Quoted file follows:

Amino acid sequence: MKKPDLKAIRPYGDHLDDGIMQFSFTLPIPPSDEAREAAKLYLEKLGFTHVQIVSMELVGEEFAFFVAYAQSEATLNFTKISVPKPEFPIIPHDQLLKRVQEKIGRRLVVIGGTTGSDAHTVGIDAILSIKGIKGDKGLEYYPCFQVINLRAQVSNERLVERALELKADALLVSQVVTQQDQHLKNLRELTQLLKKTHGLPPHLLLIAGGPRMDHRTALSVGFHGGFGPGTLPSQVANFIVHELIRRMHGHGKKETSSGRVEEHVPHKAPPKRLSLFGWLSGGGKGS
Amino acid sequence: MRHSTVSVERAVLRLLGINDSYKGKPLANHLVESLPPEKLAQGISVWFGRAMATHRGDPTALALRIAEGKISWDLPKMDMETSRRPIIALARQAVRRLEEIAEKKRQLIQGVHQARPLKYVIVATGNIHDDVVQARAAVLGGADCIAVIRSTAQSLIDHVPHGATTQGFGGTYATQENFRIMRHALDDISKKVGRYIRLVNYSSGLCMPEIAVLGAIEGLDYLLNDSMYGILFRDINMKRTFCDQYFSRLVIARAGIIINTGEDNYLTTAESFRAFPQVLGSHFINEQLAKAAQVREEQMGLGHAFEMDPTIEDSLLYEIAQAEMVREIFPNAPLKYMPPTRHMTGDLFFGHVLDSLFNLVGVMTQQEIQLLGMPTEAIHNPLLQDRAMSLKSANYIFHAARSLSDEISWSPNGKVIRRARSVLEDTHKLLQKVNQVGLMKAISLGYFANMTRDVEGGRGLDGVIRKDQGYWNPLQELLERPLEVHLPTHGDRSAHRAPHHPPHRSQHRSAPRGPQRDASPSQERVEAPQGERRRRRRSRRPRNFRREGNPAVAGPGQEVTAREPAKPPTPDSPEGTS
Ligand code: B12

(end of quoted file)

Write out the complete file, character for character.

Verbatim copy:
Amino acid sequence: MKKPDLKAIRPYGDHLDDGIMQFSFTLPIPPSDEAREAAKLYLEKLGFTHVQIVSMELVGEEFAFFVAYAQSEATLNFTKISVPKPEFPIIPHDQLLKRVQEKIGRRLVVIGGTTGSDAHTVGIDAILSIKGIKGDKGLEYYPCFQVINLRAQVSNERLVERALELKADALLVSQVVTQQDQHLKNLRELTQLLKKTHGLPPHLLLIAGGPRMDHRTALSVGFHGGFGPGTLPSQVANFIVHELIRRMHGHGKKETSSGRVEEHVPHKAPPKRLSLFGWLSGGGKGS
Amino acid sequence: MRHSTVSVERAVLRLLGINDSYKGKPLANHLVESLPPEKLAQGISVWFGRAMATHRGDPTALALRIAEGKISWDLPKMDMETSRRPIIALARQAVRRLEEIAEKKRQLIQGVHQARPLKYVIVATGNIHDDVVQARAAVLGGADCIAVIRSTAQSLIDHVPHGATTQGFGGTYATQENFRIMRHALDDISKKVGRYIRLVNYSSGLCMPEIAVLGAIEGLDYLLNDSMYGILFRDINMKRTFCDQYFSRLVIARAGIIINTGEDNYLTTAESFRAFPQVLGSHFINEQLAKAAQVREEQMGLGHAFEMDPTIEDSLLYEIAQAEMVREIFPNAPLKYMPPTRHMTGDLFFGHVLDSLFNLVGVMTQQEIQLLGMPTEAIHNPLLQDRAMSLKSANYIFHAARSLSDEISWSPNGKVIRRARSVLEDTHKLLQKVNQVGLMKAISLGYFANMTRDVEGGRGLDGVIRKDQGYWNPLQELLERPLEVHLPTHGDRSAHRAPHHPPHRSQHRSAPRGPQRDASPSQERVEAPQGERRRRRRSRRPRNFRREGNPAVAGPGQEVTAREPAKPPTPDSPEGTS
Ligand code: B12